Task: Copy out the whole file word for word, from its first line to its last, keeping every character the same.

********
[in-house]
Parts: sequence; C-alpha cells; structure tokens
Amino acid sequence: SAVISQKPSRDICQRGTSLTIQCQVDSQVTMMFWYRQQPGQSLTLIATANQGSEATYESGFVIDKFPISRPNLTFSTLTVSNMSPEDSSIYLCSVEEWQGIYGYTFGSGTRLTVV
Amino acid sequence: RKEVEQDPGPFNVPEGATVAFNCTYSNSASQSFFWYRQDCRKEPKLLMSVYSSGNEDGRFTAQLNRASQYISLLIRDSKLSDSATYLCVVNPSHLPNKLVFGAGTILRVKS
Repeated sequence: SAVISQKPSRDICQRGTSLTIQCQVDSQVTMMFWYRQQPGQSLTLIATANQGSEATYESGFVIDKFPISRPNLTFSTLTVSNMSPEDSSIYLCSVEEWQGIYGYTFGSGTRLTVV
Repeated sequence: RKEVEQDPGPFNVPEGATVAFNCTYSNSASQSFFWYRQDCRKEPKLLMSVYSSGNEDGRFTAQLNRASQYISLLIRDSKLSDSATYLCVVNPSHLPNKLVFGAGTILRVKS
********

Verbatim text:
[in-house]
Parts: sequence; C-alpha cells; structure tokens
Amino acid sequence: SAVISQKPSRDICQRGTSLTIQCQVDSQVTMMFWYRQQPGQSLTLIATANQGSEATYESGFVIDKFPISRPNLTFSTLTVSNMSPEDSSIYLCSVEEWQGIYGYTFGSGTRLTVV
Amino acid sequence: RKEVEQDPGPFNVPEGATVAFNCTYSNSASQSFFWYRQDCRKEPKLLMSVYSSGNEDGRFTAQLNRASQYISLLIRDSKLSDSATYLCVVNPSHLPNKLVFGAGTILRVKS
Repeated sequence: SAVISQKPSRDICQRGTSLTIQCQVDSQVTMMFWYRQQPGQSLTLIATANQGSEATYESGFVIDKFPISRPNLTFSTLTVSNMSPEDSSIYLCSVEEWQGIYGYTFGSGTRLTVV
Repeated sequence: RKEVEQDPGPFNVPEGATVAFNCTYSNSASQSFFWYRQDCRKEPKLLMSVYSSGNEDGRFTAQLNRASQYISLLIRDSKLSDSATYLCVVNPSHLPNKLVFGAGTILRVKS